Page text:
The intimidating motorcycle cops of the California Highway Patrol are generally the one sight that drivers in the Golden State never want to see. They usually mean an expensive ticket. But for one scared puppy on Friday, the sight of a CHP officer must have been the greatest thing ever.
Some cold-hearted, poor excuse for a human being left the tiny, two-year-old chihuahua on the concrete center divider of the busy, high-speed highway 680 in Walnut Creek, California, in Contra Costa County south of San Francisco.
The poor little girl was absolutely terrified. But a motorist spotted the scared puppy and one CHP motorcycle patrol officer came to the rescue of the tiny, adorable dog huddled on the narrow meridian, hanging on for dear life as traffic rushed by.
The CHP tweeted a photo of the officer trying to lure the little gal to safety with a treat. Because the CHP are so prepared for anything, they even carry dog treats, apparently.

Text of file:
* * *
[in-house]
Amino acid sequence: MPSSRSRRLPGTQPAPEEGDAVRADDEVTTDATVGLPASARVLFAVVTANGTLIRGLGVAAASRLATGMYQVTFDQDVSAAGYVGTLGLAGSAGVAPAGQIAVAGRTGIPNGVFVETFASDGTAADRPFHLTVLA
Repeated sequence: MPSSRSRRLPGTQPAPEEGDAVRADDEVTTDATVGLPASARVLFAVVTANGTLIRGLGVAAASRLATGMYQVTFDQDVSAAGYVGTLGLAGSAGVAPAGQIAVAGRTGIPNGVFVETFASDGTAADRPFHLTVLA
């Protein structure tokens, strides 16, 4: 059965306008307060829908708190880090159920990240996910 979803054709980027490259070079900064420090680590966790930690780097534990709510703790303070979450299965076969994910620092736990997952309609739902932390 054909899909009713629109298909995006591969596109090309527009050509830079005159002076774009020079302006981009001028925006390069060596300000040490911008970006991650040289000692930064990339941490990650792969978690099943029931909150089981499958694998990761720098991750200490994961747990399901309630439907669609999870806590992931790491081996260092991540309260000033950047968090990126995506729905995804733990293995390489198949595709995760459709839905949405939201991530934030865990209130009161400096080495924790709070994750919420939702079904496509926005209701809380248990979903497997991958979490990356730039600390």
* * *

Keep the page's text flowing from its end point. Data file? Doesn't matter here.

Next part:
— CHP Contra Costa (@320PIO) May 10, 2014
Actually, the officer improvised with a protein bar, and eventually he was able to entice the frightened chihuahua into his arms.
The saddest part of the story is that the CHP wasn’t even surprised by finding an abandoned dog in the middle of a freeway.
“As sad as it sounds, it actually happens pretty often,” said CHP Officer John Fransen Saturday.
So what happened to the scared puppy? The CHP delivered her to Contra Costa County Animal Services, where the dog is reported to be doing as well as can be expected, though it appeared to be physically unharmed, even though the initial report said — wrongly, it turned out — she had been hit by a car.
“She is extremely scared and allowed only a preliminary exam,” said the Animal Services Department on its Facebook page. “We found nothing obvious, but will do a further exam when she calms down. The citizen who reported the dog on the freeway is interested in adopting her if her owner doesn’t come forward!”
The Facebook page, and the CHP Twitter account quickly filled with expressions of gratitude to the rescuing officer, whose name was not released, but who certainly embodied the police motto, “to protect and serve.”